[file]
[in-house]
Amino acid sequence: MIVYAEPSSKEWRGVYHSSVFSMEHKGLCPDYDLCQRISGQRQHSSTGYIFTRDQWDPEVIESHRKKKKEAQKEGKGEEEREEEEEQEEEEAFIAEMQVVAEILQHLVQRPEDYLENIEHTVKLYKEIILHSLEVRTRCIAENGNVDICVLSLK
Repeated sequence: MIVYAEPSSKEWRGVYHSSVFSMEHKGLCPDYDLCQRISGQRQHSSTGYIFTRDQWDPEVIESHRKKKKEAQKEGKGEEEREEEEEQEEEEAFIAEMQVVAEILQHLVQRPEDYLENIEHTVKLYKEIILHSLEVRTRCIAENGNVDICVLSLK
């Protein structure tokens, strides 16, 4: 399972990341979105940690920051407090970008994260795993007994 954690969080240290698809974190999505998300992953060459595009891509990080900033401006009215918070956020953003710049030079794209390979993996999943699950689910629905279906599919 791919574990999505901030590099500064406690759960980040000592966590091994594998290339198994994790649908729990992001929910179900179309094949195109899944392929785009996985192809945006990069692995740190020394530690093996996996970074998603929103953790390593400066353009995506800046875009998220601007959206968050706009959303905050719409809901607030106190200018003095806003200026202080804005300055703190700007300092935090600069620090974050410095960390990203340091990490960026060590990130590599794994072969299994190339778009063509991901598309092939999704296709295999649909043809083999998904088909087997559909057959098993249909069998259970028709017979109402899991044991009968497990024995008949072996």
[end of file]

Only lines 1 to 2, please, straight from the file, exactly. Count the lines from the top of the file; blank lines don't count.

[in-house]
Amino acid sequence: MIVYAEPSSKEWRGVYHSSVFSMEHKGLCPDYDLCQRISGQRQHSSTGYIFTRDQWDPEVIESHRKKKKEAQKEGKGEEEREEEEEQEEEEAFIAEMQVVAEILQHLVQRPEDYLENIEHTVKLYKEIILHSLEVRTRCIAENGNVDICVLSLK